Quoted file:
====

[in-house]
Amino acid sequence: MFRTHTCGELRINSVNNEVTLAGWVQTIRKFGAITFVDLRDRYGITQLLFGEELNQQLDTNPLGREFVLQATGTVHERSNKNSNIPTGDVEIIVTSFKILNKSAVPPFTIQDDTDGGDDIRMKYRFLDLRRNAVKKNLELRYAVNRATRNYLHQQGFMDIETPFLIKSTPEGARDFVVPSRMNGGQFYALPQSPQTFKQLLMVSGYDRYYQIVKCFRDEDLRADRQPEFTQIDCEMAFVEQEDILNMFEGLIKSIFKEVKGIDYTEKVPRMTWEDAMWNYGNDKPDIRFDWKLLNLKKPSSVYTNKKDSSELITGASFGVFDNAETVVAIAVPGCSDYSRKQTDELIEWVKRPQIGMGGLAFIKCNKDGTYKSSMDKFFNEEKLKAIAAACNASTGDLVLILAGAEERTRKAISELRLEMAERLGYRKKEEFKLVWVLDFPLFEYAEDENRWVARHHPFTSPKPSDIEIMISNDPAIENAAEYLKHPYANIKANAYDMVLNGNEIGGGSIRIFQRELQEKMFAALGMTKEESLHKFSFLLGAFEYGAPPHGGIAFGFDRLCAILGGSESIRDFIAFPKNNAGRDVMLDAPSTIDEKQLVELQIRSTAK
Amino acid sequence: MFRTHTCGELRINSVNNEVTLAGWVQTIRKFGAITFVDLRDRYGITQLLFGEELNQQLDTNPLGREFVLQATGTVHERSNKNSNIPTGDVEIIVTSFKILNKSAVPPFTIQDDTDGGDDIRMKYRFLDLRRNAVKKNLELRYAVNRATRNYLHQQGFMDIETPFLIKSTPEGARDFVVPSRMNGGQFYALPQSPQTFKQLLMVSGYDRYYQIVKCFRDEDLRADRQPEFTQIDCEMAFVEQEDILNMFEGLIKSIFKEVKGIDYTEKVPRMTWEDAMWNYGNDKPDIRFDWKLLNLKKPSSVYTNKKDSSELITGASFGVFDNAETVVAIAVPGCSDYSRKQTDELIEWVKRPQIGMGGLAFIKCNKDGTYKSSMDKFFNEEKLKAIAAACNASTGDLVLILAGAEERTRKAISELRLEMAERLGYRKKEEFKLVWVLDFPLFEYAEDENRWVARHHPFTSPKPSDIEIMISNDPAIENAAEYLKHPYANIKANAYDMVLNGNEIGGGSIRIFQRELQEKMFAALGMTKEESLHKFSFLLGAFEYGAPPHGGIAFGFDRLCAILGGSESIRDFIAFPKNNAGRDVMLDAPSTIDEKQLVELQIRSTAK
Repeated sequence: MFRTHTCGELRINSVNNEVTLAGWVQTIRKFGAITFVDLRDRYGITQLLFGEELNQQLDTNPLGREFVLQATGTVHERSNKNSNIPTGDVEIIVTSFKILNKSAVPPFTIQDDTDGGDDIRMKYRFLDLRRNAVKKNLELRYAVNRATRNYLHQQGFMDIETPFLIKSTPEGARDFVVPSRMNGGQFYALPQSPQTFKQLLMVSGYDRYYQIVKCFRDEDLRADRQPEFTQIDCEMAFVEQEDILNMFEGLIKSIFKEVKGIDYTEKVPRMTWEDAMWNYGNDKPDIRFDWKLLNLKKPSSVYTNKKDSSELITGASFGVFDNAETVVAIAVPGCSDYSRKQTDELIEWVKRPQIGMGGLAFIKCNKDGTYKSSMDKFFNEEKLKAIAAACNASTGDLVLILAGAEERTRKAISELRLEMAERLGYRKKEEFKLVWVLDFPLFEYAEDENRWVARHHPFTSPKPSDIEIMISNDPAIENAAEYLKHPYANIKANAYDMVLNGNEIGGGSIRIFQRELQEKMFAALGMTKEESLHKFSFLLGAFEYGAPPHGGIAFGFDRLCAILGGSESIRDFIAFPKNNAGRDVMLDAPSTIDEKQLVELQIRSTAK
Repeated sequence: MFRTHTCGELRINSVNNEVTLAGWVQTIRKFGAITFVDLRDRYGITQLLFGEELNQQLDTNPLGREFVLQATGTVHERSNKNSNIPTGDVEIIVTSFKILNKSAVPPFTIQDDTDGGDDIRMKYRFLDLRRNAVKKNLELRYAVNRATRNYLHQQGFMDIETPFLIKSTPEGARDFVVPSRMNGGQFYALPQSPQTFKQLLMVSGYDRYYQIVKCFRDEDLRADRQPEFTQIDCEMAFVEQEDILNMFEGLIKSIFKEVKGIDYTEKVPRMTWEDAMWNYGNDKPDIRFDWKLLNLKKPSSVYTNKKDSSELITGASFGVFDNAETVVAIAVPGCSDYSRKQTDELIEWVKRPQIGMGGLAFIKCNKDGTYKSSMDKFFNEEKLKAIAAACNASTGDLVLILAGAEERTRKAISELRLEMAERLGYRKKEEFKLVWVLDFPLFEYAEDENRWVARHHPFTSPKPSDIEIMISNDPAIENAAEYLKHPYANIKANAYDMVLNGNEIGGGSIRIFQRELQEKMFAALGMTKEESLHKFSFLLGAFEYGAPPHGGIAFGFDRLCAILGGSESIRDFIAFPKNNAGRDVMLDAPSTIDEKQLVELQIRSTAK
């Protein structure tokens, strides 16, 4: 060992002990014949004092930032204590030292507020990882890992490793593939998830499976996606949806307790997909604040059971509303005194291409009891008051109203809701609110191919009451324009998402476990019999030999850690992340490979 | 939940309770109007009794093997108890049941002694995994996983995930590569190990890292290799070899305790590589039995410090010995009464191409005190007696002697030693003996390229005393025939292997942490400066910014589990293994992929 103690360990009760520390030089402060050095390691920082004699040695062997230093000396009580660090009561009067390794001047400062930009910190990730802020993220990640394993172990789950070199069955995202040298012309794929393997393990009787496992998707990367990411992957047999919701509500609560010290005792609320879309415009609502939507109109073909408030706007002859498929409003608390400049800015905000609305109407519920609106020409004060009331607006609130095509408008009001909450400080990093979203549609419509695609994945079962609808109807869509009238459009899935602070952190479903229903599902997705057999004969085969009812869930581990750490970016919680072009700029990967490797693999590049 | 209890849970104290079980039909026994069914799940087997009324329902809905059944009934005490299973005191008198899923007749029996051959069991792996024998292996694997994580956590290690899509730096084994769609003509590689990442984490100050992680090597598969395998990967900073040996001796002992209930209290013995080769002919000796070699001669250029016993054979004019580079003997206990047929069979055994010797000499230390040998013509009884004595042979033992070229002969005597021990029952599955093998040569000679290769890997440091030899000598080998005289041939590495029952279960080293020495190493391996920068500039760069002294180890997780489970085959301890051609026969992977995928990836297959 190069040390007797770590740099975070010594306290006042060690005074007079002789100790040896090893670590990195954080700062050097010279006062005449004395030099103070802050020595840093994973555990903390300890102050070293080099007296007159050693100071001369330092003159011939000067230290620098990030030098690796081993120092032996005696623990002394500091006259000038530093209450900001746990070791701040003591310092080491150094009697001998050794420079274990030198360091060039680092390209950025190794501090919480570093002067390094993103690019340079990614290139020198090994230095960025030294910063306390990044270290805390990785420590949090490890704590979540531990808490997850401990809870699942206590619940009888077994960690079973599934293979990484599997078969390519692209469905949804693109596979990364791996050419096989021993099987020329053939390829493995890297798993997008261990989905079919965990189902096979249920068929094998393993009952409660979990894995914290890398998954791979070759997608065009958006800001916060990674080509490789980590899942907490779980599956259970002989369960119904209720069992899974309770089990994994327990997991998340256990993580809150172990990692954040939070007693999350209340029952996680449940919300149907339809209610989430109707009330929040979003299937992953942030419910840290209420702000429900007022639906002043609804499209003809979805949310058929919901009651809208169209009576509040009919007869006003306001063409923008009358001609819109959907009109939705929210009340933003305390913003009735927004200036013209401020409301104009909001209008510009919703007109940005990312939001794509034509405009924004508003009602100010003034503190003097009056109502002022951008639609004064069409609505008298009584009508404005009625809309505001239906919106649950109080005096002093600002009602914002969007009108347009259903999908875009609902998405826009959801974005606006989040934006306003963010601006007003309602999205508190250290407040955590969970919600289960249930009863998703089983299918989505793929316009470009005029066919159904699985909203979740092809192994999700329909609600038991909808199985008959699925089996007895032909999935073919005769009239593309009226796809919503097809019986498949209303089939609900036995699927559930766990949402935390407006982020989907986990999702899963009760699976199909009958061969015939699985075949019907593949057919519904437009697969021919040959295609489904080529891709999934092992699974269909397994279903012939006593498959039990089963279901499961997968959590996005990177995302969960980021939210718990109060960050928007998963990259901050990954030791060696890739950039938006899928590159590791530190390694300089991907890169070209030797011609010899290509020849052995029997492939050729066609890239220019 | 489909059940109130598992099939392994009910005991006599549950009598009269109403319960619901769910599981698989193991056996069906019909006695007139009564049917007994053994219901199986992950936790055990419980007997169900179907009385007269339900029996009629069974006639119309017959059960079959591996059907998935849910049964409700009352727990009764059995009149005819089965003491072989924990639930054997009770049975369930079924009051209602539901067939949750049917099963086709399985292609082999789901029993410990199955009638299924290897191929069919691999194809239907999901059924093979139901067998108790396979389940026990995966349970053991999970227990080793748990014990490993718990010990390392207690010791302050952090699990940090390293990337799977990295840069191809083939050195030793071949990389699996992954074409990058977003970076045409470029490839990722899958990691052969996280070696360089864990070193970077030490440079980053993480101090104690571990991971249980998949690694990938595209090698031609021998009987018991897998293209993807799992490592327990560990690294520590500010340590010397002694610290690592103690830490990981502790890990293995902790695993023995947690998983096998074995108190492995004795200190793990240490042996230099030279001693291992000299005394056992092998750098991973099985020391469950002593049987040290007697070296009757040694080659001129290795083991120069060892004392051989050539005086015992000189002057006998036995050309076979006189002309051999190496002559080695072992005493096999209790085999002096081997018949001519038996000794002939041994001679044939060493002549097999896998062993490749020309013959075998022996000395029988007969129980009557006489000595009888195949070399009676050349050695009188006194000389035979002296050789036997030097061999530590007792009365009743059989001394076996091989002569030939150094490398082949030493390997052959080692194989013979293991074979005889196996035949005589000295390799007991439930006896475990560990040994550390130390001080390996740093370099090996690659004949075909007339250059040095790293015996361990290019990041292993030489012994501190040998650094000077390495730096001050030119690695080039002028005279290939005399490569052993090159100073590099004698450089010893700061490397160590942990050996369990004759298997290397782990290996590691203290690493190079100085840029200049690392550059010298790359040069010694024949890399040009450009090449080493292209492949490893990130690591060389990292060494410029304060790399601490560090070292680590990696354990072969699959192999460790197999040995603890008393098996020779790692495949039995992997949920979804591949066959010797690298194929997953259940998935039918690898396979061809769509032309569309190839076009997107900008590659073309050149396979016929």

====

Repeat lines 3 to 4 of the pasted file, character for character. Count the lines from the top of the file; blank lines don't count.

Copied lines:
Amino acid sequence: MFRTHTCGELRINSVNNEVTLAGWVQTIRKFGAITFVDLRDRYGITQLLFGEELNQQLDTNPLGREFVLQATGTVHERSNKNSNIPTGDVEIIVTSFKILNKSAVPPFTIQDDTDGGDDIRMKYRFLDLRRNAVKKNLELRYAVNRATRNYLHQQGFMDIETPFLIKSTPEGARDFVVPSRMNGGQFYALPQSPQTFKQLLMVSGYDRYYQIVKCFRDEDLRADRQPEFTQIDCEMAFVEQEDILNMFEGLIKSIFKEVKGIDYTEKVPRMTWEDAMWNYGNDKPDIRFDWKLLNLKKPSSVYTNKKDSSELITGASFGVFDNAETVVAIAVPGCSDYSRKQTDELIEWVKRPQIGMGGLAFIKCNKDGTYKSSMDKFFNEEKLKAIAAACNASTGDLVLILAGAEERTRKAISELRLEMAERLGYRKKEEFKLVWVLDFPLFEYAEDENRWVARHHPFTSPKPSDIEIMISNDPAIENAAEYLKHPYANIKANAYDMVLNGNEIGGGSIRIFQRELQEKMFAALGMTKEESLHKFSFLLGAFEYGAPPHGGIAFGFDRLCAILGGSESIRDFIAFPKNNAGRDVMLDAPSTIDEKQLVELQIRSTAK
Repeated sequence: MFRTHTCGELRINSVNNEVTLAGWVQTIRKFGAITFVDLRDRYGITQLLFGEELNQQLDTNPLGREFVLQATGTVHERSNKNSNIPTGDVEIIVTSFKILNKSAVPPFTIQDDTDGGDDIRMKYRFLDLRRNAVKKNLELRYAVNRATRNYLHQQGFMDIETPFLIKSTPEGARDFVVPSRMNGGQFYALPQSPQTFKQLLMVSGYDRYYQIVKCFRDEDLRADRQPEFTQIDCEMAFVEQEDILNMFEGLIKSIFKEVKGIDYTEKVPRMTWEDAMWNYGNDKPDIRFDWKLLNLKKPSSVYTNKKDSSELITGASFGVFDNAETVVAIAVPGCSDYSRKQTDELIEWVKRPQIGMGGLAFIKCNKDGTYKSSMDKFFNEEKLKAIAAACNASTGDLVLILAGAEERTRKAISELRLEMAERLGYRKKEEFKLVWVLDFPLFEYAEDENRWVARHHPFTSPKPSDIEIMISNDPAIENAAEYLKHPYANIKANAYDMVLNGNEIGGGSIRIFQRELQEKMFAALGMTKEESLHKFSFLLGAFEYGAPPHGGIAFGFDRLCAILGGSESIRDFIAFPKNNAGRDVMLDAPSTIDEKQLVELQIRSTAK